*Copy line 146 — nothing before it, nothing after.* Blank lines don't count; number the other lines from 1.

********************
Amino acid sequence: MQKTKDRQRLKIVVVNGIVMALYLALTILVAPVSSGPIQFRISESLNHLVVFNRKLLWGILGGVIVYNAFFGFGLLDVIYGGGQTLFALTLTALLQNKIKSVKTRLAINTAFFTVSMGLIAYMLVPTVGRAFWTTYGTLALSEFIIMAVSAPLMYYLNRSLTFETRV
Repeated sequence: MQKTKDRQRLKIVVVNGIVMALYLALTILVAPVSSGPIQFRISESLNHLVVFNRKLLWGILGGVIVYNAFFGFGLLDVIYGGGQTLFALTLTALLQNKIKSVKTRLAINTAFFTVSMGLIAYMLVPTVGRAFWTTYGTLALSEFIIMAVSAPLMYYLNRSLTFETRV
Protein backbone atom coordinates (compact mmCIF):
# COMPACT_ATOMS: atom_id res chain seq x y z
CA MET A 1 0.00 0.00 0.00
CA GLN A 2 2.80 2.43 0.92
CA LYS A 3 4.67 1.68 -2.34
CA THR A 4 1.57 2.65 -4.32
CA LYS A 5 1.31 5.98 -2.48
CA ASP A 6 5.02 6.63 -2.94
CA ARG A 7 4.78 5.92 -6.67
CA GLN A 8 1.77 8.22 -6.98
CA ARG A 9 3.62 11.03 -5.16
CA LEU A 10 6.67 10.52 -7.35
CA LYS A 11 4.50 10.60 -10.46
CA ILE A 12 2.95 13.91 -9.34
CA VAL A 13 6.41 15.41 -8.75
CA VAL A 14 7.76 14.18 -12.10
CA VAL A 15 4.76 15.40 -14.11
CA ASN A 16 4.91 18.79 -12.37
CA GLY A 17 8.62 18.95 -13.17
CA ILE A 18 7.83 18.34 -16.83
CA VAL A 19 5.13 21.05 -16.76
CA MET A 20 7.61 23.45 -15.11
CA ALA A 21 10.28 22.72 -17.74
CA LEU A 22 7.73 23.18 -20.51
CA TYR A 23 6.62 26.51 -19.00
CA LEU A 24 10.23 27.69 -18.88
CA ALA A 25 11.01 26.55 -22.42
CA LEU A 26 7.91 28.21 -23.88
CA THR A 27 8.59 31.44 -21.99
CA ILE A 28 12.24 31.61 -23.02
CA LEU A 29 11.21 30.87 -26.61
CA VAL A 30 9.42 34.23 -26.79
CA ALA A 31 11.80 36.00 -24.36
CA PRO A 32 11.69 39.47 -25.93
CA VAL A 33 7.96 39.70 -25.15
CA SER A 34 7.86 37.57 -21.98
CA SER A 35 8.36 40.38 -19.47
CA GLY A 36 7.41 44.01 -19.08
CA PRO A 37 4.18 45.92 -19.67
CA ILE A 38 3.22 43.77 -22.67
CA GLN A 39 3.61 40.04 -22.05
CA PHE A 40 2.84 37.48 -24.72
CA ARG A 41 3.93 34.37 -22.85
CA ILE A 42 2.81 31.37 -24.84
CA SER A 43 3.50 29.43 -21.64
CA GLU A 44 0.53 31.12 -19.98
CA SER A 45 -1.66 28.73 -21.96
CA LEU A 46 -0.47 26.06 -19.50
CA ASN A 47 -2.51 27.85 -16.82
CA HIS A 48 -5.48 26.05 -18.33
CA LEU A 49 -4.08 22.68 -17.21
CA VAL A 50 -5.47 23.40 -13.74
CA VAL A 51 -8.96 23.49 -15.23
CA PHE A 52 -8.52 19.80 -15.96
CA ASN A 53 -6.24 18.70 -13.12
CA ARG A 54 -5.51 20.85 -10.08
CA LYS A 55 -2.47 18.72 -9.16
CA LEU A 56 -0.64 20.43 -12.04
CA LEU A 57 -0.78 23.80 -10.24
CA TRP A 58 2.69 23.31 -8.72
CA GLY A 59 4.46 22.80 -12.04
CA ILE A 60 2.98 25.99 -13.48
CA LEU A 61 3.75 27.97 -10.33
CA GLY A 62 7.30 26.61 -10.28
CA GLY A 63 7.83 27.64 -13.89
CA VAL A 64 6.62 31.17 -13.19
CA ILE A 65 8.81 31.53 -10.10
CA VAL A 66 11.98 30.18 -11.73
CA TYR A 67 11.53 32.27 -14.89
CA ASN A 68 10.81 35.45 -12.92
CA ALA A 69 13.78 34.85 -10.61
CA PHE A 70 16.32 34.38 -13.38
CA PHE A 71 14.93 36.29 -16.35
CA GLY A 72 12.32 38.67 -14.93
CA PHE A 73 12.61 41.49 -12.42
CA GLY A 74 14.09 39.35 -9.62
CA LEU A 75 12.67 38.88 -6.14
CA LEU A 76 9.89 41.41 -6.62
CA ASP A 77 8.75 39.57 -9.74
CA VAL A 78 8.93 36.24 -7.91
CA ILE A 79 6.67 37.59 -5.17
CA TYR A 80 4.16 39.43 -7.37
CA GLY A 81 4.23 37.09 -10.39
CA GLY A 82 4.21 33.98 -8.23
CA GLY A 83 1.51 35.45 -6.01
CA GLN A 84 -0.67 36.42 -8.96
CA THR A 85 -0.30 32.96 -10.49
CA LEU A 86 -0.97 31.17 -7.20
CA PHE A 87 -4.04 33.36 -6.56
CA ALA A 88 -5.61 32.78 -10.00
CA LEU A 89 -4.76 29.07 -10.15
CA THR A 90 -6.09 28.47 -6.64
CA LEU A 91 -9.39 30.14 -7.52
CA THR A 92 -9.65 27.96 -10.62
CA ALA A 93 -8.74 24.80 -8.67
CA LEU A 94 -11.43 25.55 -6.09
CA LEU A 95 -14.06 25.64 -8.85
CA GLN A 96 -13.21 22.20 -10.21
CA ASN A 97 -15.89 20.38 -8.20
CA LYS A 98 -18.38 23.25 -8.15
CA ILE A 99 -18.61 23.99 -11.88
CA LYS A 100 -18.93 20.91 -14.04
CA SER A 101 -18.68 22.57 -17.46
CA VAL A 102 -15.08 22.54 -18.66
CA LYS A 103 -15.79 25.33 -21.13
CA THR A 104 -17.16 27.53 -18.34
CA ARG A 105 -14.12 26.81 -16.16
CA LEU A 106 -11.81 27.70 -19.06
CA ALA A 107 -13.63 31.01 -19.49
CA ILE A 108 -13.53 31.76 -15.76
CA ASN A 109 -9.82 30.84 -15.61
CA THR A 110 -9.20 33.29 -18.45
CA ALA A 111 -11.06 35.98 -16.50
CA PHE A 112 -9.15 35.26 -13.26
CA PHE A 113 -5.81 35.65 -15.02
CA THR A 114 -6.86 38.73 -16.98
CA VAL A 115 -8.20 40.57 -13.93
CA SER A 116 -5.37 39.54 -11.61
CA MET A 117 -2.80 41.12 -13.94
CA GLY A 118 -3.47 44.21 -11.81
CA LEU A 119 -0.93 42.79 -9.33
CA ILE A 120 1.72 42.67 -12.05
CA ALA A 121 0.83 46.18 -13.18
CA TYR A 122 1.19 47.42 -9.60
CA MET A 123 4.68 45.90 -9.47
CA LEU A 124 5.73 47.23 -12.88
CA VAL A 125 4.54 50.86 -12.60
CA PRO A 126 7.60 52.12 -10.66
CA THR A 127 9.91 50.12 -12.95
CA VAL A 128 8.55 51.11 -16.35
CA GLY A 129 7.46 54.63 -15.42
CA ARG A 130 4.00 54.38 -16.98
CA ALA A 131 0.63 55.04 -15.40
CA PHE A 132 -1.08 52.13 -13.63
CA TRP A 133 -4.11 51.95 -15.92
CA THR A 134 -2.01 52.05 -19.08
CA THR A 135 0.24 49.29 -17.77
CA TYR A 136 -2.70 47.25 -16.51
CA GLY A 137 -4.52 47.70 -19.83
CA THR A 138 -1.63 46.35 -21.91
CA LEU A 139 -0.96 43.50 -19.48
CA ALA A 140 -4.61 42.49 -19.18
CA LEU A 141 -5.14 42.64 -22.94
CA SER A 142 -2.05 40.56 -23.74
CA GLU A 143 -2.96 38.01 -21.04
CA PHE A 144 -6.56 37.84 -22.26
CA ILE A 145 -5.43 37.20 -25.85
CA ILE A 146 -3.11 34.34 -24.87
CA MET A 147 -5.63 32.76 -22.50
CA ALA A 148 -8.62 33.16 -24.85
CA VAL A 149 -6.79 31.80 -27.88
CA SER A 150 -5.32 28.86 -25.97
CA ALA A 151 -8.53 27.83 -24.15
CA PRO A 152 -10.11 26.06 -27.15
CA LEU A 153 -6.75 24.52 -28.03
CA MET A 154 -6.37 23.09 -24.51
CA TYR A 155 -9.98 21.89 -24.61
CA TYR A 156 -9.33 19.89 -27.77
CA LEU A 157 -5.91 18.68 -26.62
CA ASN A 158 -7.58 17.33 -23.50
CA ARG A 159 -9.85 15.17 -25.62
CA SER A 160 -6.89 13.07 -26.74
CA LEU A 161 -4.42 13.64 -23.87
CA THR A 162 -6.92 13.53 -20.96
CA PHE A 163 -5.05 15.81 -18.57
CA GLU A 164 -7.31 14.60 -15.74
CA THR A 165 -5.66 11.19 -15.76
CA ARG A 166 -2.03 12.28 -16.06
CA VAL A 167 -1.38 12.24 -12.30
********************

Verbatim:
CA SER A 142 -2.05 40.56 -23.74